This study compares the results of the separated graft technique and the en bloc technique as a method of arch vessels reimplantation during surgery of the aortic arch and determines the predictive risk factors associated with hospital mortality and adverse neurologic outcome during aortic arch repair.Methods
Between October 1995 and March 2002, 352 patients (mean age 64.9 ± 11.3 years; urgent status: 49/352 [13.9%]) underwent surgery of the aortic arch using the separated graft technique (group A: n = 230 [65.3%]) and the en bloc technique (group B: n = 122 [34.7%]) to reimplant the arch vessels. An aortic arch replacement was performed in 32 patients (9.1%), an ascending aorta and arch replacement in 222 patients (53.1%), an aortic arch and descending aorta replacement in 16 patients (4.5%), and a complete replacement of the thoracic aorta in 82 patients (23.3%). Brain protection was achieved by means of antegrade selective cerebral perfusion in all patients. The mean cardiopulmonary bypass time was 204.8 ± 61.9 minutes (group A: 199.7 ± 57.0 minutes; group B: 214.5 ± 69.4 minutes; p = 0.033), the mean myocardial ischemic time was 121.5 ± 43.2 minutes (group A: 116.7 ± 38.9 minutes; group B: 130.80 ± 49.4 minutes; p = 0.003), and the mean antegrade selective cerebral perfusion time was 84.5 ± 36.4 (group A: separated graft technique 91.3 ± 36.3 minutes; group B: 70.6 ± 32.7 minutes; p = 0.000).Results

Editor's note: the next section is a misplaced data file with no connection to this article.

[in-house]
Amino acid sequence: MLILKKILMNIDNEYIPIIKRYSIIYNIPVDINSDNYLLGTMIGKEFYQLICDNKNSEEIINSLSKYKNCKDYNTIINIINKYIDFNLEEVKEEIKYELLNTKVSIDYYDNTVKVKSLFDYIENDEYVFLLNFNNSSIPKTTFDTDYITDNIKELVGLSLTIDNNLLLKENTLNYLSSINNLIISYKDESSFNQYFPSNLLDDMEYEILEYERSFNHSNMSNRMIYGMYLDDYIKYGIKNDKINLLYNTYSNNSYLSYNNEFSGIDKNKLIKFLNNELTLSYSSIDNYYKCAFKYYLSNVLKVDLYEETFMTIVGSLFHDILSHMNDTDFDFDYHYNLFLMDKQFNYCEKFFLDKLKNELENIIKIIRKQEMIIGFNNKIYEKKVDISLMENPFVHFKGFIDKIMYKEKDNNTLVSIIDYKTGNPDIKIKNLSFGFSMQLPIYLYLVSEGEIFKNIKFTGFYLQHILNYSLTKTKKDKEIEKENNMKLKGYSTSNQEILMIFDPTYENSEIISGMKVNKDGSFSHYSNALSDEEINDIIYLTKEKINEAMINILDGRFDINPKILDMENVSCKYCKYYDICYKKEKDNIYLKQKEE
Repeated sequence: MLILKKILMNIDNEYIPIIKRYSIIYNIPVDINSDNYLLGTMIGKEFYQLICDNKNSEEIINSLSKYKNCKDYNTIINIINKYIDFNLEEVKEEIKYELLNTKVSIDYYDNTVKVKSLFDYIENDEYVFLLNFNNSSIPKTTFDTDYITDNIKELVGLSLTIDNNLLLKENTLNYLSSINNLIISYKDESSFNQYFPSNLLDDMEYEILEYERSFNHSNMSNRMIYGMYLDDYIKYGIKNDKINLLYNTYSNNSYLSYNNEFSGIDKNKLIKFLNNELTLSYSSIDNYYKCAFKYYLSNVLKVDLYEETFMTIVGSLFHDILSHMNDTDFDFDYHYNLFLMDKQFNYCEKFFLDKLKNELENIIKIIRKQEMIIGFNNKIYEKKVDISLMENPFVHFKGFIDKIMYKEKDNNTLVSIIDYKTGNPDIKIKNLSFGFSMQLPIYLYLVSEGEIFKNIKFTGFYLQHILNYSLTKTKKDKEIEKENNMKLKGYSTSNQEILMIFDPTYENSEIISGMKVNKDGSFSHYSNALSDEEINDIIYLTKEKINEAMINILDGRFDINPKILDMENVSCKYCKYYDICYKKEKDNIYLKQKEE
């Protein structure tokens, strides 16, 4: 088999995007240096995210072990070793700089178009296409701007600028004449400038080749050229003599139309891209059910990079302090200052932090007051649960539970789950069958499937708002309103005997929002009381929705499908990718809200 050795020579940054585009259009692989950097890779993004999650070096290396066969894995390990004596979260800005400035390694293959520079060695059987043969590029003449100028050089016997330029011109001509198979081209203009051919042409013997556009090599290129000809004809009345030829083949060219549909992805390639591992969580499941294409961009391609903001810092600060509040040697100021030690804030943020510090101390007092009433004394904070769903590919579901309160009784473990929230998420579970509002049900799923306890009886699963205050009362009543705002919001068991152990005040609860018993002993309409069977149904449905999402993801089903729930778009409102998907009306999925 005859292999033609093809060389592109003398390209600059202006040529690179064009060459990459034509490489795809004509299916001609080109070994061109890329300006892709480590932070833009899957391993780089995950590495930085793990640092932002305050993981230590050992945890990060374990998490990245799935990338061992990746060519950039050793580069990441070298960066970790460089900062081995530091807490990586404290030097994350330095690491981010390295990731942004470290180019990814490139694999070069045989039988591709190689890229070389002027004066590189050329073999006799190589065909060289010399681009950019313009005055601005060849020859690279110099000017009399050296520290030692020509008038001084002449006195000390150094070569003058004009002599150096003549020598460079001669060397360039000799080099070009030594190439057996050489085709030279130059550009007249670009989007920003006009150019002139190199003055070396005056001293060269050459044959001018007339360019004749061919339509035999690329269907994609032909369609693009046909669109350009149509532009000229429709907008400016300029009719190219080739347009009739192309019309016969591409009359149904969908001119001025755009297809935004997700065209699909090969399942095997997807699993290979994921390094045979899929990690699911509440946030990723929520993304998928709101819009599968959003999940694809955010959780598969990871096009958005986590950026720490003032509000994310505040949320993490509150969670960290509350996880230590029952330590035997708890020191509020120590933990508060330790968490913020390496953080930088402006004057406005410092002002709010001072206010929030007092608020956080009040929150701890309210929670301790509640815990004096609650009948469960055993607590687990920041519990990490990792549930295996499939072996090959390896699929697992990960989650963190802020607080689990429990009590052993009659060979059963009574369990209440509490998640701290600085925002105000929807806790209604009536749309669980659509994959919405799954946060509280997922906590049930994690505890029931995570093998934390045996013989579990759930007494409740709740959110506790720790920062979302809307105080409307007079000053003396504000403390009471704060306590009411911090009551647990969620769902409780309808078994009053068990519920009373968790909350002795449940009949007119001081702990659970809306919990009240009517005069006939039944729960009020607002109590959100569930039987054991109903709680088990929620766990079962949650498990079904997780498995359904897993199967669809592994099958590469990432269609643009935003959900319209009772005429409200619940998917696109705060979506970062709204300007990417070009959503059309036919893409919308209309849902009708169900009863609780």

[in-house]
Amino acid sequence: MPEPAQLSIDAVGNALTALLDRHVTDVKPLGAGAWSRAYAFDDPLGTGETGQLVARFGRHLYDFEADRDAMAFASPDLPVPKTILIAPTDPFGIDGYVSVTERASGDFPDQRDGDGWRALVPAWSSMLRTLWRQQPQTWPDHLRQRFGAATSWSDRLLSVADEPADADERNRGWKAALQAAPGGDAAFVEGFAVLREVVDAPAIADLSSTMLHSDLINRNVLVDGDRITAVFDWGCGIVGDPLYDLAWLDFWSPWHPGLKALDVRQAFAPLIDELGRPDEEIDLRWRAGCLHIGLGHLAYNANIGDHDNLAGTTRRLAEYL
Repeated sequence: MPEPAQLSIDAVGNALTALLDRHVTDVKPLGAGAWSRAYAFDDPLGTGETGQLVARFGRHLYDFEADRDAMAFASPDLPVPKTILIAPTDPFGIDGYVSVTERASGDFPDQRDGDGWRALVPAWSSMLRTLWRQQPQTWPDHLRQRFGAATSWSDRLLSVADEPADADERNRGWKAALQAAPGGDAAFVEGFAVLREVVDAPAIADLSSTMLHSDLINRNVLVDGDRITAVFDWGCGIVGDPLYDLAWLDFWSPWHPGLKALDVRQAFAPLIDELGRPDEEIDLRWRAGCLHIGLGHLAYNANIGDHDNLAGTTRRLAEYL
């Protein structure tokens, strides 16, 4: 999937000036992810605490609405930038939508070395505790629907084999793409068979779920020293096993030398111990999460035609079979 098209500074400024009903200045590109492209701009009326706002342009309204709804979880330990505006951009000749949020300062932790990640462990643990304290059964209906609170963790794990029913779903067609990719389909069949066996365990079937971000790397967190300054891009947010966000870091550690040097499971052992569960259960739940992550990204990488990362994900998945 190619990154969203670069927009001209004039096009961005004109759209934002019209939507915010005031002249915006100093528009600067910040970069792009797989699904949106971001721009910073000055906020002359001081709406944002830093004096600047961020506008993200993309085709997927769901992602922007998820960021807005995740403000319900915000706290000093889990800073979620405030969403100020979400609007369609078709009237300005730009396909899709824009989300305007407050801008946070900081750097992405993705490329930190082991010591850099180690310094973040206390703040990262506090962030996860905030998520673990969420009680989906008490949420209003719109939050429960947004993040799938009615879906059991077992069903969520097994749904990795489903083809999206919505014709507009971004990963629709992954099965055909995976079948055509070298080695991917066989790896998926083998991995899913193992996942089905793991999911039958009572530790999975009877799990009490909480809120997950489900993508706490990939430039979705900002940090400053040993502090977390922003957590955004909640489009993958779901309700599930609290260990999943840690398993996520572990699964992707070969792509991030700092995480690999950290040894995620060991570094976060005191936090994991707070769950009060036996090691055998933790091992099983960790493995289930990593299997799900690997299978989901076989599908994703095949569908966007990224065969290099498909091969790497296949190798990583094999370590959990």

Overall hospital mortality was 6.8% (group A: 6.5%; group B: 7.4%; p = not significant [NS]). The permanent neurologic dysfunction rate was 3.5% (group A: 4.0%; group B: 2.5%; p = NS). The transient neurologic dysfunction rate was 5.4% (group A: 5.5%; group B: 5.2%, p = NS). Postoperative systemic morbidity was similar in the two groups. A logistic regression analysis revealed preoperative cardiac tamponade (p = 0.011; odds ratio [OR] = 5.9) and cardiopulmonary bypass time (p = 0.010; OR = 1.01/min) to be independent predictors of hospital mortality. None of the analyzed preoperative variables were associated with an increased risk of permanent neurologic dysfunction. Age more than 70 years old (p = 0.029, OR = 5.7), myocardial revascularization (p = 0.001, OR = 2.9), and pump time (p = 0.013, OR = 1.01/min) were indicated as independent predictors of transient neurologic dysfunction by logistic regression.Conclusions
Antegrade selective cerebral perfusion was confirmed to be a safe method of cerebral protection allowing complex aortic arch operations to be performed with acceptable results in terms of hospital mortality and neurologic outcome. The separated graft technique had no adverse impact on hospital mortality and morbidity.